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Re: Difference between debian and slackware

Richard Kaszeta writes:
> >
> >There is. You only need to get the boot disk, the root disk, and the 
> >three base disks. Follow the steps through the installation menu and you 
> >end up with a base system. From there, if you use dselect, it will help 
> >with the interdependancies and should provide you with as complete a 
> >system as you desire.
> A problem here is that the first time a user is presented with
> 'dselect' after an installation it can be a wee bit intimidating (it
> intimidates me and I've been using Debian a long time), enough so that
> I still use dpkg in preference to dselect...  Anyone out there know
> anything about good interface design? ( I unfortunately don't )
> No slights on Ian, dpkg, or dselect here, but I still think dselect
> needs a bit of interface work...

Yes, actually since I've gotten the hang of dselect, I'd like to offer the
following to the developers: (dselect probably does a lot of what I'm about to
describe, unfortunately, the interface is more of a hacker's design)

After you tell 'dselect' the method of installation, it should find all the
modules which reside in the indicated area. Next it would read the 'packages'
file and sort out what packages go to what area and resolve conflicts and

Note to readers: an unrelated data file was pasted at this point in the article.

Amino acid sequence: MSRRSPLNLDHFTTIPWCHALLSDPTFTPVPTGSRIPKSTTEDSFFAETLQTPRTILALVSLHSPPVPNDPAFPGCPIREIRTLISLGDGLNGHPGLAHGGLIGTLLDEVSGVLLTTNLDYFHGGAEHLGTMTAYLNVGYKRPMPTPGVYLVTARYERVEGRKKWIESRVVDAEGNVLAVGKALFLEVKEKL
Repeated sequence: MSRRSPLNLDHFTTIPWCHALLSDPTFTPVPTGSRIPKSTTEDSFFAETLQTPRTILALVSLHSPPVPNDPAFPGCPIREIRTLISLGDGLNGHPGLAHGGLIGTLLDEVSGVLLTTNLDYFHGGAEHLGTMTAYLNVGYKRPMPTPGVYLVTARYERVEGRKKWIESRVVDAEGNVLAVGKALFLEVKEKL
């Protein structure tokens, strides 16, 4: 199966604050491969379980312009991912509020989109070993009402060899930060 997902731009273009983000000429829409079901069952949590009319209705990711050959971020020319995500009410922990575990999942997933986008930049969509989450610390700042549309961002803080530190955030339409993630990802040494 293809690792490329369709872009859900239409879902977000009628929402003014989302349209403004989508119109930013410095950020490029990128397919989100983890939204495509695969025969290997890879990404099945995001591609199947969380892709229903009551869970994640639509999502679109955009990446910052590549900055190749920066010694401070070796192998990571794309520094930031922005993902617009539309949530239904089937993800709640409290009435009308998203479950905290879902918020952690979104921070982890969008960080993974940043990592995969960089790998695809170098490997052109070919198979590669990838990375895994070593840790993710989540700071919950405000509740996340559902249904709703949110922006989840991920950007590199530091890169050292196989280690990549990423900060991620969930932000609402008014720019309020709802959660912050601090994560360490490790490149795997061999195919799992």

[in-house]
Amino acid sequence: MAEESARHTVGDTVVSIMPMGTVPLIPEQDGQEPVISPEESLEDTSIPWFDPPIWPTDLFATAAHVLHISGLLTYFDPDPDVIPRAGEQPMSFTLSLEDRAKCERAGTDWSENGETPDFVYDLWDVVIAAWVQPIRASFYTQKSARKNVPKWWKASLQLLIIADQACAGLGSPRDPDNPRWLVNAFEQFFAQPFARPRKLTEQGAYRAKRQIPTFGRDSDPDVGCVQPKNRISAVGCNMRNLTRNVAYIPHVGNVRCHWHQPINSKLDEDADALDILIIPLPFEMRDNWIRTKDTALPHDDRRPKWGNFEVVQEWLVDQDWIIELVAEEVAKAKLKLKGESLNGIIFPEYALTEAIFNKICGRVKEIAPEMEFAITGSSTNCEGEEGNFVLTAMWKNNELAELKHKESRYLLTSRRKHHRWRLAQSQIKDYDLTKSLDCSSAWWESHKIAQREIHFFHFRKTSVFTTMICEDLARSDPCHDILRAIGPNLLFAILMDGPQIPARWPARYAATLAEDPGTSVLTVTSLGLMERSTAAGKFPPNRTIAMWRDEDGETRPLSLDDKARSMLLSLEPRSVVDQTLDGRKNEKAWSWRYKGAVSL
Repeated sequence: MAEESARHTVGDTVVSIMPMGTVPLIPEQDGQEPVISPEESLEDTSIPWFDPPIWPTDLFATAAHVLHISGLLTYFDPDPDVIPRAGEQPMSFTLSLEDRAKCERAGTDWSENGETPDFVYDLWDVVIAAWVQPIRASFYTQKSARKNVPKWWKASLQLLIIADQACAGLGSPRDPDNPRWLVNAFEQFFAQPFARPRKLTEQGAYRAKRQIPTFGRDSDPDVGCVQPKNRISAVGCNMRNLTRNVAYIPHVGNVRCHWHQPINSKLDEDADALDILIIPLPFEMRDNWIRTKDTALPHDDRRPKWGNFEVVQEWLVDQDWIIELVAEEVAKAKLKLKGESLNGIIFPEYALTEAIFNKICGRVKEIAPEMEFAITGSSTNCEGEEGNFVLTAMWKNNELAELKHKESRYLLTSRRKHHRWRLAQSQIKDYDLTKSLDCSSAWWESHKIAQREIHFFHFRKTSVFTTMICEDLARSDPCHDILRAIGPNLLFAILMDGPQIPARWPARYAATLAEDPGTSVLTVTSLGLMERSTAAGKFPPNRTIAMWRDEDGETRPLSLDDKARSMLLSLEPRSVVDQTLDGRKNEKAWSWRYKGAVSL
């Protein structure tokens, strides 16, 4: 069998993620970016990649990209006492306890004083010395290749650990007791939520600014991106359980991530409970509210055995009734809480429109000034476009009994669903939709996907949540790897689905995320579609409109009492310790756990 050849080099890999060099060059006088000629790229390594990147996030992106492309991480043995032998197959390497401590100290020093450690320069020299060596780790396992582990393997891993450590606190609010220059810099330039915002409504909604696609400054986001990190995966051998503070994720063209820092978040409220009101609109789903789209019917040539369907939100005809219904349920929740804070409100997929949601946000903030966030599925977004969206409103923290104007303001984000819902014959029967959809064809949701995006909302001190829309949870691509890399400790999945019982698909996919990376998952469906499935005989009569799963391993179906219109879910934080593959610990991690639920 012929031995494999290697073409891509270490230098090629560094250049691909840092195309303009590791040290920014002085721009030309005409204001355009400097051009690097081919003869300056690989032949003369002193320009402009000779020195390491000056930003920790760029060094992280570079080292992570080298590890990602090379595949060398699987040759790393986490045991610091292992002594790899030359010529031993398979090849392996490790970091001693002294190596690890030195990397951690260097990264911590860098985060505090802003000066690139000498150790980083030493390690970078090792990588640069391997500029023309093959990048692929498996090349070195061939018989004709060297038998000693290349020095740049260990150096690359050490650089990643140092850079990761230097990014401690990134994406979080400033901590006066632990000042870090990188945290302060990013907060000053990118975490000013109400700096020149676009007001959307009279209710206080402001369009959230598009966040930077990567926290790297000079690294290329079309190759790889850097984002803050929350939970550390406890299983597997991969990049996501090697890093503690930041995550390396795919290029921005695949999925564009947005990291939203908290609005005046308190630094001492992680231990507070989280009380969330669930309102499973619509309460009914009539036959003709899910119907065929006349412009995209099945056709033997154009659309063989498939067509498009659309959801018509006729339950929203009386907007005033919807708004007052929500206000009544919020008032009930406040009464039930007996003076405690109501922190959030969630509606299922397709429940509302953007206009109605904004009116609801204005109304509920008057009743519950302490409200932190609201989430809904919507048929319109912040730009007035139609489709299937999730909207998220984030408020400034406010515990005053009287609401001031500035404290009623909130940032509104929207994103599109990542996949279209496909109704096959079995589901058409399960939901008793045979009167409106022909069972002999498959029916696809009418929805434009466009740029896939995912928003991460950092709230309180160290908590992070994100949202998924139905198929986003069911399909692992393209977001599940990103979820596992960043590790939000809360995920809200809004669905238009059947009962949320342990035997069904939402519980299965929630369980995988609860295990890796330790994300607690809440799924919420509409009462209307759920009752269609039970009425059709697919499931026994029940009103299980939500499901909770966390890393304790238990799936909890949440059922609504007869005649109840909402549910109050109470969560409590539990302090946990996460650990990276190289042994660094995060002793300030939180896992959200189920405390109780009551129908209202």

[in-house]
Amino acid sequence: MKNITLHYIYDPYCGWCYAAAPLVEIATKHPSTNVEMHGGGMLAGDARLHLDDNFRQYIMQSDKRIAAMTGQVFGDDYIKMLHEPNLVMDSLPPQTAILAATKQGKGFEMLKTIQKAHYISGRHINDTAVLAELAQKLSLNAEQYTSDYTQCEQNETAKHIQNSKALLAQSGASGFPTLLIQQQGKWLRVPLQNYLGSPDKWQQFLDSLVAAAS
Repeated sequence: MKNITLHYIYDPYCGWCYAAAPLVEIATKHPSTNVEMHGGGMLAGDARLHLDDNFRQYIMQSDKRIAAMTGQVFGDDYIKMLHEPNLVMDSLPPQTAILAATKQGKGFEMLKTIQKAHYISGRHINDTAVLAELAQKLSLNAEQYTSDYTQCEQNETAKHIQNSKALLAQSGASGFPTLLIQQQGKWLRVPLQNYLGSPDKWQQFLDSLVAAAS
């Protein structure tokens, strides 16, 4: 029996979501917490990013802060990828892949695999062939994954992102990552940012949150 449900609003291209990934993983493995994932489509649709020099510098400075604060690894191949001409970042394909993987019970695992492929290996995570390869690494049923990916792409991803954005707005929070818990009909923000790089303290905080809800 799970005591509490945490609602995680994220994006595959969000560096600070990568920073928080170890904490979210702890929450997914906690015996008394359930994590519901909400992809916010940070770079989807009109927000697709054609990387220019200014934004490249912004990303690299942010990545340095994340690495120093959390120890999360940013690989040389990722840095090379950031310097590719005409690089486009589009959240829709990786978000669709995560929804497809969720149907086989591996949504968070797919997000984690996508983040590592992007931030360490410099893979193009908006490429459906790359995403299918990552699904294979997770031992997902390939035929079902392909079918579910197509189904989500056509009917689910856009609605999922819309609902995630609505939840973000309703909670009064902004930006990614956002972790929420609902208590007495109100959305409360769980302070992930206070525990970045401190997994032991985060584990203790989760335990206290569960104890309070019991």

dependency issues. 

NOW, it reports to the user - "You have the following
packages ready for installation"  and proceeds to list per area (ie. NET,
MAIL, BASE, MISC, etc.) which packages have all dependencies met.  Then the
user would have the option of querying 'dselect' "what about xxx.deb" and
'dselect' would report "xxx.deb needs the following packages for correct
installation -". Then 'dselect' would list the missing dependencies.

Back to the installation process; the user would select which packages they
would like installed from the list of 'ready to install' packages (similar to
the current procedure)

"what about conflicts?" - let's suppose that I have selected 'elm' and have
both smail and sendmail packages available. Upon selecting 'elm', 'dselect'
would then prompt me with "You have the option of using 'smail' or 'sendmail'
- which do you wish to use?"  I'd then have the ability to select which
package that I want as my mail agent. If I just hit enter, 'dselect' would say
"You have selected the default package 'smail'" "Are you sure? Y/N"   Another
enter would proceed with the default.
Another issue of conflicts- suppose I have 'inn' selected and I select 
'innnews' - 'dselect' would prompt me with "You already have 'inn' selected
and 'innnews' conflicts with it. Which one do you wish to have installed?"
Then I would be allowed to select one and the other would automatically be

After the user has resolved what to install, 'dselect' continues with the
actual installation.

IMHO, the de-installation of packages should be a separate program. Placing
both installation and de-installation functions in the same program only adds
to the confusion!

-= Sent by Debian Linux =-
+ Thomas Kocourek KD4CIK +

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